The slow writing to the SD card though means it’s more difficult to take advantage of the upgraded 6fps shooting mode (up from 4fps with the 5dii) while shooting RAW and JPEG. However, in practice I personally found virtually no instances where this affected my work since I shoot RAW to both cards.
One of the most impressive features is the new silent mode shutter. This halves the amount of noise the shutter puts out and will be fantastic for shooting in a quiet church near to the couple. Kudos for such an effective feature Canon! In Church the shutter was effectively silent to those around me. I doubt anyone heard me shooting. View a video demonstration below:
When considering the body, the weather sealing of the camera is improved. I never had a problem shooting with my 5dii in rainy conditions, but the 5diii should be even more secure.
The body also feels better in my hands – more modern grips and better sculpted.
Screen, menus & viewing photos
The screen on a digital camera is incredibly important these days. Gone are the days where it’s impossible to check the accuracy of exposure on your screen – these screens now offer the ability to view your photos in bright light. I found the 5diii was the closest yet to having the brightness needed to view the image in bright light, but I found the auto brightness option really wasn’t that effective which is a shame.
The significant change is to the zoom function. Rather than having zoom in / zoom out using the buttons on the back right side of the camera, there is a dedicated zoom function and you use the front scroll wheel to zoom in and out. That takes a bit of getting used to. On the positive side, it’s possible to zoom straight in to 100% on the last focus point to check focus quickly. That’s a really welcome change when confirming that your focus is accurate before moving on.
There is an all new menu system too which is similar to the previous one, but with more pages. The menus are definitely easier to navigate through. The custom functions have also been moved out of the deep difficult to find menus and there is useful help explaining the various functions now.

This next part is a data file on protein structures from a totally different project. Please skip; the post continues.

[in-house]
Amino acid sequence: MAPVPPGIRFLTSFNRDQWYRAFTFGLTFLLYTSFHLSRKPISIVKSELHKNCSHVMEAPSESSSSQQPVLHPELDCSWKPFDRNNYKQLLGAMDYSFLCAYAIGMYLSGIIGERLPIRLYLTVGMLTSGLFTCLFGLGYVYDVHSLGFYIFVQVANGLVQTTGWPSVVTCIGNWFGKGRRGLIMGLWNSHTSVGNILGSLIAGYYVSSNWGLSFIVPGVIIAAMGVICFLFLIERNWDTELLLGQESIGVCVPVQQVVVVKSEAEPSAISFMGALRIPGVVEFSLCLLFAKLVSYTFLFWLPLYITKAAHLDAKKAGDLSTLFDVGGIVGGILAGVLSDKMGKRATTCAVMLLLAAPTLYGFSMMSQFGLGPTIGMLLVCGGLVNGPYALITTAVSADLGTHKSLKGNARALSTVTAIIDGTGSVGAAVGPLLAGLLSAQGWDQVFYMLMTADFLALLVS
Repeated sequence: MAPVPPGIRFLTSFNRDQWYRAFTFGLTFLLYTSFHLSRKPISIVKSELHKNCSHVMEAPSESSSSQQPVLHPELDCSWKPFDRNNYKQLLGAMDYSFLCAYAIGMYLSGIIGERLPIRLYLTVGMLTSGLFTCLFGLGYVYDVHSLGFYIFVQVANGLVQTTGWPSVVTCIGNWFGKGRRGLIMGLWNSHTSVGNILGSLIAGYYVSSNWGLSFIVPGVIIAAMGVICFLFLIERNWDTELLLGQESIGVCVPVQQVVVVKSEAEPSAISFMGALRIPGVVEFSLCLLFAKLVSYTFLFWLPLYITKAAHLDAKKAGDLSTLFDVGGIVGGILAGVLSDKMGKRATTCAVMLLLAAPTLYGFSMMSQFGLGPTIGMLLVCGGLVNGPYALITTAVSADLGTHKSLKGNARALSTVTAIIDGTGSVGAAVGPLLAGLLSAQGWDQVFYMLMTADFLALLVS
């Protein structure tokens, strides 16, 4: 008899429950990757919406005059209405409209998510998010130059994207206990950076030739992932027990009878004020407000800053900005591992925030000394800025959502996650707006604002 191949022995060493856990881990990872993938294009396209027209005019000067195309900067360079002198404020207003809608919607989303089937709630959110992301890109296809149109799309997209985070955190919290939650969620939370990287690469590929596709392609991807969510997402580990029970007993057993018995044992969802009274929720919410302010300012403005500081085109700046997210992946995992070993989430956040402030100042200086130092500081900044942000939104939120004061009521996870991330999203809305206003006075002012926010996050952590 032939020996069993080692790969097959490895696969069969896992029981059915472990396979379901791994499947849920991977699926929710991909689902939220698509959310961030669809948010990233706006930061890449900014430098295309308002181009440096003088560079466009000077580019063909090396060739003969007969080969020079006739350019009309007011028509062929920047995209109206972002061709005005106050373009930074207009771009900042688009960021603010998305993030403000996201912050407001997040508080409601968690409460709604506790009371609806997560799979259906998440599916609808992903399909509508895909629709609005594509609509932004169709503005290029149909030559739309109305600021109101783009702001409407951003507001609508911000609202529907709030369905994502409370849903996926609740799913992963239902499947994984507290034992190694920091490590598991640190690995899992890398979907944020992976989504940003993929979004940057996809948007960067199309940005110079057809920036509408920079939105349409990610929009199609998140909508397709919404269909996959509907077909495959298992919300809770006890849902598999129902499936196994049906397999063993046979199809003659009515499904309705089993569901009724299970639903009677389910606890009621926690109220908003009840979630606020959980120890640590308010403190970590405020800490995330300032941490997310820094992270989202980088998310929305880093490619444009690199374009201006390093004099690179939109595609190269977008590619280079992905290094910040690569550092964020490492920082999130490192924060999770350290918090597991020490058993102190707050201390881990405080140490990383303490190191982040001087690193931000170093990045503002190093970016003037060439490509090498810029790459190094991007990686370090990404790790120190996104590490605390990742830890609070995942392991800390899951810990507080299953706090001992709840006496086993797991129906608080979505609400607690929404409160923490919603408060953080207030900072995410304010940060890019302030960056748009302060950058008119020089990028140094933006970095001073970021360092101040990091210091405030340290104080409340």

5diii AF sensor points
It’s obviously important to a couple that their photos are in focus. The 5dii was dead on in good light and fairly accurate in low light, but only the centre point was really usable. I personally took more photos that necessary just to ensure I had photos in focus. In poor light I’d also use the focus assist on my canon flash (with the flash on minimum power, pointed away).
The 5diii has an all new pro focus system from the new 1DX with 61 points, where 41 are the more accurate cross type points. The 5 central points are a new special dual-cross type which should improve accuracy even more. In practice, the 5diii is able to focus down to -2 EV compared with -0.5EV with the 5dii and the focusing was spot on even in incredibly low light. It’s amazing!
At a wedding this allowed me to achieve shots I simply wouldn’t have been able to, or would have had to use the focus assist light on the 5dii. See the example shot – this sample shot was taken at ISO12800, f2, 1/125th – that’s not a lot of light! Yet the focusing is bang on.
The question often asked about focus systems is how many shots are in focus vs out of focus. Well, there were very few out of focus and those that were were probably my fault. However, in extreme low light the camera did take some time to focus but we’re talking about situations where the focus system would be pushed to it’s maximum. Was it 100%? No, but it was pretty close…
To go with this, there is a new focus menu which 20-30 options. You’re able to make quite significant changes to the focus tracking system in order to work in conditions which are more simple (like someone walking towards you), as well as more complicated (like tracking ice skaters). It’s very flexible.
The slight disappointment is the viewfinder. It’s hard to see the red flash on a focus point in good light. I found an option where the AF point could switch off when focus was achieved and that helped a bit, but that mode doesn’t show the focus point when AI servo is switched on, so you can’t see where you’re focussing. There is also a problem where you can’t see the dark focus points against dark objects, so it can be hard to work out what you’re focussing on.